“What’s wrong with him? This is madness,” a seasoned scribe blurted out, his emotions getting the better of usual self-containment. Several others murmured in consent. What was Dhoni doing? Does he even know what he is doing?
Oh he knew all too well, didn’t he? He knew that he could play Muttiah Muralitharan, still the wily old fox even if it was his last international game, better than most people in the world, Yuvraj included. He knew, having watched him closely at Chennai Super Kings, which way the whirling dervish would turn the ball, how he would react when put under pressure, what variations he would bring into play when the going got tough. He knew that he was a better starter – then – against spin than Yuvraj ever has been. He knew that, despite only 150 runs from seven previous knocks in the World Cup, he stood a greater chance of driving the team forward in that situation than did the man who was to finish as the Player of the Tournament.
But Dhoni didn’t know that he would succeed. He didn’t know that, despite all the aforementioned reasons, he would get the job done. He didn’t know that no one would out him that day. He didn’t know that, a little over two hours after purposefully striding out, he would be twirling his bat in delight and triumph. He would have known certainly, however, that had the move backfired and India lost, he would have been pilloried. Taken apart. Ripped to shreds. He knew, but he couldn’t be bothered about uncontrollables. He felt he was the best man for the job at that point in time; as history will testify, he proved himself right.
But why would you do it? What strength of character do you possess that you are willing to put everything on the line, no matter how clearly you might have thought it through? How can you not be afflicted by the fear of failure, and of the unthinkable yet plainly obvious ramifications of not courting success? What are you made of, MS?
Whatever else he might have achieved – and he has achieved almost everything there is to as an international cricketer – it is that attitude, followed by that innings, in the World Cup final which will define Dhoni in my humble book. The easier, safe, unquestioned choice would have been to stick to the tried, tested and successful; in veering off track and taking what was by all accounts a dangerous course, he had emphatically but silently put team before himself, never mind what the rest of the world and its neighbour might think.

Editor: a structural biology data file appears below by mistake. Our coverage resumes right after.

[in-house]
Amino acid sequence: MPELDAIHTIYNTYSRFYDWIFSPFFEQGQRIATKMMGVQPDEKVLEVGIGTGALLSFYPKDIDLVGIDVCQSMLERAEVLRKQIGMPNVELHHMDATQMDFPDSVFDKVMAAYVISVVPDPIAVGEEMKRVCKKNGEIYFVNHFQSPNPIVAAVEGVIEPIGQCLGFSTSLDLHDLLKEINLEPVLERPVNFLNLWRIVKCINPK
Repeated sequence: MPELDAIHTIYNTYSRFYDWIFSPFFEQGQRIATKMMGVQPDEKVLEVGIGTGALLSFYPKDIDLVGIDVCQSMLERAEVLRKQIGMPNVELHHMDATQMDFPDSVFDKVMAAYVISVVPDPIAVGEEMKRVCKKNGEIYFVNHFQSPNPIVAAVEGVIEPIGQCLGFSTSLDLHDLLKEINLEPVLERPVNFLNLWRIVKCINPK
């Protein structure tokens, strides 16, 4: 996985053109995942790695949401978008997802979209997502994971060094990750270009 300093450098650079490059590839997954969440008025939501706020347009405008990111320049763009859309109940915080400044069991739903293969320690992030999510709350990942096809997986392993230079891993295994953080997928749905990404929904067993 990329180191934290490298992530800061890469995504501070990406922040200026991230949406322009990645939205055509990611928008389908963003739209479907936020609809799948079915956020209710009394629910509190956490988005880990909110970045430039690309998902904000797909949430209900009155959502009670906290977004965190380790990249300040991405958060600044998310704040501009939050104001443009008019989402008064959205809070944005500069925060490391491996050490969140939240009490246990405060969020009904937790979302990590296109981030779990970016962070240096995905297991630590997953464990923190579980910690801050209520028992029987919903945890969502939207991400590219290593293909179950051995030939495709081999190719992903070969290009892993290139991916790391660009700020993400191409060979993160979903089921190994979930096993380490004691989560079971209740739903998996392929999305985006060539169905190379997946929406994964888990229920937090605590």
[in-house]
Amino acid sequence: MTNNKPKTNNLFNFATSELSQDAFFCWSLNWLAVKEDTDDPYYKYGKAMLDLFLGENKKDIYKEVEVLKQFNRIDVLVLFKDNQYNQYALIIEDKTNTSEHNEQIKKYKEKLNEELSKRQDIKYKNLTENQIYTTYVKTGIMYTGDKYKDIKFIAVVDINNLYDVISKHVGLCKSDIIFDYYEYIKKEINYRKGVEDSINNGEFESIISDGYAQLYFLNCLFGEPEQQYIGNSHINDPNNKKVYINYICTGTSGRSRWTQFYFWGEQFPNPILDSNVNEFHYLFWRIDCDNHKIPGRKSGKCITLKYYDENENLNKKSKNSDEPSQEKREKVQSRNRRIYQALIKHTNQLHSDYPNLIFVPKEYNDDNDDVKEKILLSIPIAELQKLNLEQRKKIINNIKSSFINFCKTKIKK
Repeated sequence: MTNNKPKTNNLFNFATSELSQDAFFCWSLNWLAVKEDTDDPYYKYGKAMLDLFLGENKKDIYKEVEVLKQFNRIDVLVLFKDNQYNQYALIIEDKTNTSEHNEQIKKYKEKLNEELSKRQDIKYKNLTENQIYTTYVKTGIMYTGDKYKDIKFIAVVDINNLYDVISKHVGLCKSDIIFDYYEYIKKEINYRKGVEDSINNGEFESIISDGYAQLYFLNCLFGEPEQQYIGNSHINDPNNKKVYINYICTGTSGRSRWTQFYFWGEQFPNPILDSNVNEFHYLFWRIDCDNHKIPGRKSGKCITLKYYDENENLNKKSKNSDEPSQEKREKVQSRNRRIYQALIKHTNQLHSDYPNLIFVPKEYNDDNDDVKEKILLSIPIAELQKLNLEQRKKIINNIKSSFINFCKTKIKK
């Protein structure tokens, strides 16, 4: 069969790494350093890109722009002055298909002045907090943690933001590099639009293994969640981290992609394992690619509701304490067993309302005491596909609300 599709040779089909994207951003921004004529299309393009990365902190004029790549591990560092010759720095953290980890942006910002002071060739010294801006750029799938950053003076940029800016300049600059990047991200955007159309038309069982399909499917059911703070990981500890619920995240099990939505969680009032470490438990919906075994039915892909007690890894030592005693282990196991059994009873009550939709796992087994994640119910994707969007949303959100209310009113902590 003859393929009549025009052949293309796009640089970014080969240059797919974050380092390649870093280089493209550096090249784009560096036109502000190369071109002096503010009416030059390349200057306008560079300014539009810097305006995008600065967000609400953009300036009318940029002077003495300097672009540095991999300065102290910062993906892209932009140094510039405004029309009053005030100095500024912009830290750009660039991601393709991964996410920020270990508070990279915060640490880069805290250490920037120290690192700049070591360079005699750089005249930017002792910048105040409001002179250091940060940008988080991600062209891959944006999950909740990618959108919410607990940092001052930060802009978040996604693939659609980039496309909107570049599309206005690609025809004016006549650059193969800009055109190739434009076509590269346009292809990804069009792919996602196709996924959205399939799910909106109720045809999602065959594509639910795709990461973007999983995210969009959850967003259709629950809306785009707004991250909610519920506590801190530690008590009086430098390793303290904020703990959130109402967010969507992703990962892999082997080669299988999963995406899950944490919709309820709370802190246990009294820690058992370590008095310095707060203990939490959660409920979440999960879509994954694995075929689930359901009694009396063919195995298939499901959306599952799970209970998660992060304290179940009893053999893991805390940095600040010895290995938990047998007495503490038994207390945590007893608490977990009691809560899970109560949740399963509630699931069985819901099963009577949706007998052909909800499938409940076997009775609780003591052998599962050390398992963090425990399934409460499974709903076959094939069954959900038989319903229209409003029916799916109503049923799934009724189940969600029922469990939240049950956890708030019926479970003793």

The Dhoni of today isn’t quite the same specimen, but then again, who does time stand still for? What hasn’t changed is his honest self-awareness and self-assessment. He is no longer the blazing hurricane that sweeps all before it; he is constantly in the process of reinventing his game in deference to his own advancing years and the plans that opponents have worked out. Occasionally, like in North Sound last Friday, he will roll the clock back and put on an exhibition; from time to time, like also in North Sound last Sunday, he will face the music for ‘taking it deep’ and not getting the job done. But will he ever overstay his welcome, the man who took the biggest risk of his career on his biggest night as captain?
Kohli’s six over long-on was an early birthday gift for his predecessor. While the clock had ticked past 2 am in India, it was still late afternoon in Kingston, a few hours before – in that time zone – Dhoni would turn 36. If it was a tribute, there couldn’t have been a better one. If it was just a coincidence, we will take that, too. And celebrate the extraordinary life and times of Mahendra Singh Dhoni, the one and only.